Home George Ojwang: Remembering my Wife Two Years on

George Ojwang: Remembering my Wife Two Years on

On parenting, how has life been like raising his sons on his own? Haroun is now four, while Henry is two.

“It is a demanding responsibility, because being the only parent, I have to play a role ideally meant for two,” he says.

He points out that his routine revolves around his sons, his job, and church. He spends most of his Saturdays doing fun activities with his children, such as bike riding, swimming and playing other outdoor games.

Every evening, just before the boys go to bed, they read the Bible and pray together – they always mention Claris in their prayers, which sometimes makes George get emotional.

“When this happens, Haroun comforts me by telling me that his mum is in heaven and watching over us. He assures me that we will all see her again someday.”

As it is with all young children, Haroun and Henry fall ill once in a while – between them, they have been admitted in hospital four times.

Each time, George has taken his leave days and stayed in hospital with the sick child. The latest such episode was just a week ago when Haroun was admitted for three days, suffering from mumps. George says that since it is women who are often admitted with their children, he is always the odd one out, but this does not bother him, and no, he has never considered asking a female relative to help out.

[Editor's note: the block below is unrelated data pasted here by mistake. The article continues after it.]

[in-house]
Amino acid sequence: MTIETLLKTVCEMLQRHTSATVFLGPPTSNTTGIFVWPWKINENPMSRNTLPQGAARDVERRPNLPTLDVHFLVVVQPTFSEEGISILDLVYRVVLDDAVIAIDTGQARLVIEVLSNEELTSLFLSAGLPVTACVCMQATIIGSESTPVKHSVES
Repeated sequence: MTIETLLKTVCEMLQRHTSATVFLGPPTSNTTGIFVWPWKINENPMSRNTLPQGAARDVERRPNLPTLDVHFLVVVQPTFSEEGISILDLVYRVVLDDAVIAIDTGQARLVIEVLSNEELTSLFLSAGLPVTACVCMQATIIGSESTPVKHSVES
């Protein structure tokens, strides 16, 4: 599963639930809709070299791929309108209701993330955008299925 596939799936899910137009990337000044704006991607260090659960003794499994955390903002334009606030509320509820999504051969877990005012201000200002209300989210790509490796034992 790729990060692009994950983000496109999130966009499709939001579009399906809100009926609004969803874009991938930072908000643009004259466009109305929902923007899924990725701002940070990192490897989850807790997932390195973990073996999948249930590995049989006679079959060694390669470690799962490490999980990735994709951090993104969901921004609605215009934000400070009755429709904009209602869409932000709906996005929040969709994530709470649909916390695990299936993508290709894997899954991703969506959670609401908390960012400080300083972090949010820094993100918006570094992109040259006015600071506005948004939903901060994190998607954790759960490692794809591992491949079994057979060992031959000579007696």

“Why should I, yet it is my responsibility? I am their father, and therefore the best person to look after them.”

Two weekends ago, George marked two years since his wife’s death. He says he is still on the journey to healing.

What advice would he offer someone who finds himself in a situation similar to his?

  • If you are married, treasure your spouse. Respect them, show them love, be faithful, commit to your marriage vows, and stand by them in sickness and in health. That way, even when the person is gone, you will have a clear conscience, knowing that you gave them your best.


  • If you have lost a spouse, take time to understand and listen to yourself. Everyone will offer you all manner of advice, some based on their own experiences. But you must filter what you take in because everyone’s situation is unique.
  • If you choose to remarry, don’t be in a hurry. Take your time, especially when there are children involved: remember they lost a parent.
  • Keep in touch with your parents-in-law because they are still your parents. Continue showing them love and respect just like you do your own parents. If you have children, allow them to spend time with their grandparents, cousins, uncles and aunts. Do not deny them this. -END

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I first published George’s story in the Daily Nation.

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